The 1967 Chevy Camaro Convertible from Hell is shown heading towards the community of San Cecilia where Marc lives. This is quite confusing since I thought Mrs. Denne wasn’t far from the house when the accident occurred and this possessed car’s trip seems to take several days.
Like I said, things get weird.
Also weird, exactly how and why some of these accidents happened; there were times when I couldn’t decide if Band was trying to be avant-garde with the direction or if he was just desperately trying to edit together disconnected shots with little room for coherency. Seems pointless to complain about such things too much when you’re talking about a movie in which a car’s tires can be heard squealing … on dirt!
No sooner did I joke to a friend that I thought the movie would be funnier if the roles were reversed and Jose Ferrer’s wheelchair would drive around on its own killing people, low and behold, we get a hilarious scene where Kim awakens with demon eyes and opens her hand so the idol keychain can go flying across the hospital room and magnetize to a wheelchair that immediately goes crazy smashing into things. Clearly establishing its hatred for people who ride in wheelchairs, I then found myself hoping very much that the film’s finale would involve the possessed car going on a roadkilling spree at the Special Olympics. Instead, a little later on, the idol would bring Marc’s motorized wheelchair to life in order to ram the Doberman to death. Might have gotten Marc too except he managed to sword fight it off with a crutch. Extra points awarded for possessed wheelchair POV shots.
Unbandaged but still not 100%, still suffering from amnesia, and every now and then being overtaken by the spirit of an angry Hittite god hell-bent on helping her subconscious mind take revenge on her devious old bastard of a husband who is still looking to finish her off, Kim will get released from the hospital and stay at the home of handsome Robert Stack look-a-like, Dr. Martin. He makes it his mission to uncover her identity and that investigation starts with tracing the origins of the unholy keychain she’d previously held onto for dear life.
This’ll lead Dr. Martin to a college anthropologist played by the ever slumming John Carradine, a brief cameo. In an even more convoluted turn of events, Dr. Martin ends up taking the idol to someone Carradine recommends with knowledge of ancient antiquities: Marc Denne. What are the odds? Kim even ends up at her old house unaware of who he is or his bad intentions, at least until the old cripple tries killing her again by locking her in the sauna and cranking up the heat – a scene straight out of a “Charlie’s Angels” episode.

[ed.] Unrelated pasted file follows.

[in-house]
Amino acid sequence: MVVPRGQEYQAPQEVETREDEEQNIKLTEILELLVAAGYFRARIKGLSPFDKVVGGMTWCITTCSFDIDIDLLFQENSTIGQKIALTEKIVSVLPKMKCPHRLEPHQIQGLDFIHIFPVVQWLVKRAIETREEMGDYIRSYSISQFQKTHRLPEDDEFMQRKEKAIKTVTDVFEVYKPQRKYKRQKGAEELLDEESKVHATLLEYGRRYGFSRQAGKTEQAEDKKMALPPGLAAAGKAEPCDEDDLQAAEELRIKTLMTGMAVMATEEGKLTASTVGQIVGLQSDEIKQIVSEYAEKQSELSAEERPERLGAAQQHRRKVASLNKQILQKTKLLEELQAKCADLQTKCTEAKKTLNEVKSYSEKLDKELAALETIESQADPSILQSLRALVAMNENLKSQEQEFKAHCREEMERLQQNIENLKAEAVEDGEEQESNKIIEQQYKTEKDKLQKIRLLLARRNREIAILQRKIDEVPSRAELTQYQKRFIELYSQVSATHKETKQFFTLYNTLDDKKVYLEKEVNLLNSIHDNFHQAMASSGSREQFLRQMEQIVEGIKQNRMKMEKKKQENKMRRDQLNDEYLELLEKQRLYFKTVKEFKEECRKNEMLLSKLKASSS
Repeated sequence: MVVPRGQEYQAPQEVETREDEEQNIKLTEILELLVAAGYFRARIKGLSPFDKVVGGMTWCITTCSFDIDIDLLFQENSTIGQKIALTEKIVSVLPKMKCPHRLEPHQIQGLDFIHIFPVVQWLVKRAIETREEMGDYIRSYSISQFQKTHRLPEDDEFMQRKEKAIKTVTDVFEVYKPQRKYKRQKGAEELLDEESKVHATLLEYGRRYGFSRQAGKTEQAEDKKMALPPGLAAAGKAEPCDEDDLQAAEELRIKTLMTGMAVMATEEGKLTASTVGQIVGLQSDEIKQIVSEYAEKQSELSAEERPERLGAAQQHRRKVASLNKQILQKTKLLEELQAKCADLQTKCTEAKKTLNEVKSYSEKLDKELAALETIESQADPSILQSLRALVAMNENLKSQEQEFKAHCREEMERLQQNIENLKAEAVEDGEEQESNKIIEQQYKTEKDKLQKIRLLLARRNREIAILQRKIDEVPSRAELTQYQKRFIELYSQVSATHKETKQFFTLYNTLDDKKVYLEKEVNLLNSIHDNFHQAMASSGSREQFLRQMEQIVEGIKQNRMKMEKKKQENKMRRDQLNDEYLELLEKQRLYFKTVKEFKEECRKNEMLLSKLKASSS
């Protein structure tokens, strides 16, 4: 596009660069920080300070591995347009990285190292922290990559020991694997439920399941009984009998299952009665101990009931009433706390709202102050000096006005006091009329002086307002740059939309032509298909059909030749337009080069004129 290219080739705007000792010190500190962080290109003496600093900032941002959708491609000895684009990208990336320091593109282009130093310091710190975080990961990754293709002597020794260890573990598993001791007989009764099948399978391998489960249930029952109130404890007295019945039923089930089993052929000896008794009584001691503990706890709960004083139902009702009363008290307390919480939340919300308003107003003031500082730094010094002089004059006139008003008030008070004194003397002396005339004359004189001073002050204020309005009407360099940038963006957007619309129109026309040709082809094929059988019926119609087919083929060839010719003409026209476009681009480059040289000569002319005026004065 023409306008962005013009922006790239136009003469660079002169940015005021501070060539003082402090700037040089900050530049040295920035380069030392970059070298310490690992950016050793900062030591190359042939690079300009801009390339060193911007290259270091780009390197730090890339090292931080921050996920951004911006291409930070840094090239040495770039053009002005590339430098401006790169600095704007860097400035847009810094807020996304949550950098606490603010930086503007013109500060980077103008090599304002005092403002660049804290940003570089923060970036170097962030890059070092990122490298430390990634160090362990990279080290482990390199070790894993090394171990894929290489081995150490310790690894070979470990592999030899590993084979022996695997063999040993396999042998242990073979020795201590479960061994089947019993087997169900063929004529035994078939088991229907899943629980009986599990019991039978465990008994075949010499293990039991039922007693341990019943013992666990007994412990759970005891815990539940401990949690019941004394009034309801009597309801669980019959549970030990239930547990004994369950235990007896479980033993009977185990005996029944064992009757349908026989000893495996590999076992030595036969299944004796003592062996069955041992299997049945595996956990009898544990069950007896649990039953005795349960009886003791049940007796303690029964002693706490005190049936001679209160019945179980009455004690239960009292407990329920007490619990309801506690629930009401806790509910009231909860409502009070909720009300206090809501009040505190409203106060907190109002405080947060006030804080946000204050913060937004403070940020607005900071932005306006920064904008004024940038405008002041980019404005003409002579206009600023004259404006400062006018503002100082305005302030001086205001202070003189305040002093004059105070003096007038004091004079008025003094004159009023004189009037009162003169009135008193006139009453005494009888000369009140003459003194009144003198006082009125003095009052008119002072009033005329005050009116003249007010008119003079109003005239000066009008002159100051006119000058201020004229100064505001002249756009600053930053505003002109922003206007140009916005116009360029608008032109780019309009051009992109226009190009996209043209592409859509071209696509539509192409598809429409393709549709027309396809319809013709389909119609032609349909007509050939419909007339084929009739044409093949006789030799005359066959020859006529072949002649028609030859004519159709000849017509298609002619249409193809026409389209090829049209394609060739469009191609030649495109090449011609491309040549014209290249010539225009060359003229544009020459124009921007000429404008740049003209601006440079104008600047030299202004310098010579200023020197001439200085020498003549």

The preposterous finale will see Kim sweaty and possessed as Dr. Martin runs around the villa looking for her while Jose Ferrer in his wheelchair with a shotgun has a Mexican stand-off with the Akaza-controlled convertible. The end comes when the black convertible topples Jose Ferrer down a hill with a mere nudge, appears to then do a Jimmy “Superfly” Snuka flying body splash onto him, and explodes. At least I think this is what happened; the scene is shot so dark you can barely discern anything until the ball of fire.
I’ll say it one last time: Crash! is one weird movie.
Crash! was only the second film Charles Band ever directed and the first he was willing to put his own name on. The low budget and the filmmaker’s still novice skills are evident by the sometimes confusingly edited scenes, occasional bouts of poor lighting, and sheer amount of extraneous footage padding out the film.
That last complaint I suspect was due to the film coming in short and Band desperately needing to stretch things out. That’s the only reason I can figure to justify the opening flea market sequence featuring several minutes worth of the lead actress browsing or Jose Ferrer wandering a hospital’s hallways for entirely too long, or, the crème-de-le-crème of padding, about an hour in the lead actress experiences a six-minute flashback/dream sequence recycling most of the film’s car wreck footage now color tinted to appear hallucinatory. It’s a shame the film has these annoying pacing issues because, otherwise, it could get my whole hearty recommendation.
Ah, heck, even for all its faults, whether they be of the rough-around-the-edges variety or of the what-where-they-thinking variety, Crash! is so kooky it’s hard dismiss it outright. This is a bizarre cinematic curiosity worth tracking down if you’re a fan of truly oddball cinema.
3 out of 5